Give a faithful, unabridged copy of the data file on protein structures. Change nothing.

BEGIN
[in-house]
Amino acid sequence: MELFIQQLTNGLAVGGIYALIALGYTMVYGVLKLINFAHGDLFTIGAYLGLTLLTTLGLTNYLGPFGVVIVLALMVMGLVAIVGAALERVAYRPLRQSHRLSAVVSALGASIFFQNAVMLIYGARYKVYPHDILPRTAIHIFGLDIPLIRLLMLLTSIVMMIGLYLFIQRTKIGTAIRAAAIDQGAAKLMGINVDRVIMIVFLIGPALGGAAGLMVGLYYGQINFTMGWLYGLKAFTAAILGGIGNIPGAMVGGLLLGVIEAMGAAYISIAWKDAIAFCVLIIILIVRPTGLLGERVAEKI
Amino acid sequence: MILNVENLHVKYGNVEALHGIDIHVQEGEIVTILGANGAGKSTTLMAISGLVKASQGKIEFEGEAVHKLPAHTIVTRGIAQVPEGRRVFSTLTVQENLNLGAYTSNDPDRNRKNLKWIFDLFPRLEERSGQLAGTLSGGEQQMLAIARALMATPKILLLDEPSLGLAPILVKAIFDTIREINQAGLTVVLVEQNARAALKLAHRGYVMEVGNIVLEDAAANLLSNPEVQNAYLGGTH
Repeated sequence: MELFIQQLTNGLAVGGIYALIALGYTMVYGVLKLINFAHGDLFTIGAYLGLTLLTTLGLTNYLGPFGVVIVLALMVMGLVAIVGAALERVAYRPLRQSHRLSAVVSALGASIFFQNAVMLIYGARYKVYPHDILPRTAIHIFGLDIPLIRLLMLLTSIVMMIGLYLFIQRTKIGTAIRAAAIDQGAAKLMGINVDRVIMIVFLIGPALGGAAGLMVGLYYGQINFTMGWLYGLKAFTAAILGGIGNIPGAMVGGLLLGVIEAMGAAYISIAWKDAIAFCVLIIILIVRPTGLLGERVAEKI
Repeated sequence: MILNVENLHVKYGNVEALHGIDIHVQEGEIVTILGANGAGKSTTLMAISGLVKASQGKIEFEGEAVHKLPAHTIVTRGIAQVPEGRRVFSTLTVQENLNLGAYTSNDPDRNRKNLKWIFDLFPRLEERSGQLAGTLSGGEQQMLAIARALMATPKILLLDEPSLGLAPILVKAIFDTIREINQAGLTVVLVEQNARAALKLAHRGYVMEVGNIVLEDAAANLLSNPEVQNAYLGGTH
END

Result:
[in-house]
Amino acid sequence: MELFIQQLTNGLAVGGIYALIALGYTMVYGVLKLINFAHGDLFTIGAYLGLTLLTTLGLTNYLGPFGVVIVLALMVMGLVAIVGAALERVAYRPLRQSHRLSAVVSALGASIFFQNAVMLIYGARYKVYPHDILPRTAIHIFGLDIPLIRLLMLLTSIVMMIGLYLFIQRTKIGTAIRAAAIDQGAAKLMGINVDRVIMIVFLIGPALGGAAGLMVGLYYGQINFTMGWLYGLKAFTAAILGGIGNIPGAMVGGLLLGVIEAMGAAYISIAWKDAIAFCVLIIILIVRPTGLLGERVAEKI
Amino acid sequence: MILNVENLHVKYGNVEALHGIDIHVQEGEIVTILGANGAGKSTTLMAISGLVKASQGKIEFEGEAVHKLPAHTIVTRGIAQVPEGRRVFSTLTVQENLNLGAYTSNDPDRNRKNLKWIFDLFPRLEERSGQLAGTLSGGEQQMLAIARALMATPKILLLDEPSLGLAPILVKAIFDTIREINQAGLTVVLVEQNARAALKLAHRGYVMEVGNIVLEDAAANLLSNPEVQNAYLGGTH
Repeated sequence: MELFIQQLTNGLAVGGIYALIALGYTMVYGVLKLINFAHGDLFTIGAYLGLTLLTTLGLTNYLGPFGVVIVLALMVMGLVAIVGAALERVAYRPLRQSHRLSAVVSALGASIFFQNAVMLIYGARYKVYPHDILPRTAIHIFGLDIPLIRLLMLLTSIVMMIGLYLFIQRTKIGTAIRAAAIDQGAAKLMGINVDRVIMIVFLIGPALGGAAGLMVGLYYGQINFTMGWLYGLKAFTAAILGGIGNIPGAMVGGLLLGVIEAMGAAYISIAWKDAIAFCVLIIILIVRPTGLLGERVAEKI
Repeated sequence: MILNVENLHVKYGNVEALHGIDIHVQEGEIVTILGANGAGKSTTLMAISGLVKASQGKIEFEGEAVHKLPAHTIVTRGIAQVPEGRRVFSTLTVQENLNLGAYTSNDPDRNRKNLKWIFDLFPRLEERSGQLAGTLSGGEQQMLAIARALMATPKILLLDEPSLGLAPILVKAIFDTIREINQAGLTVVLVEQNARAALKLAHRGYVMEVGNIVLEDAAANLLSNPEVQNAYLGGTH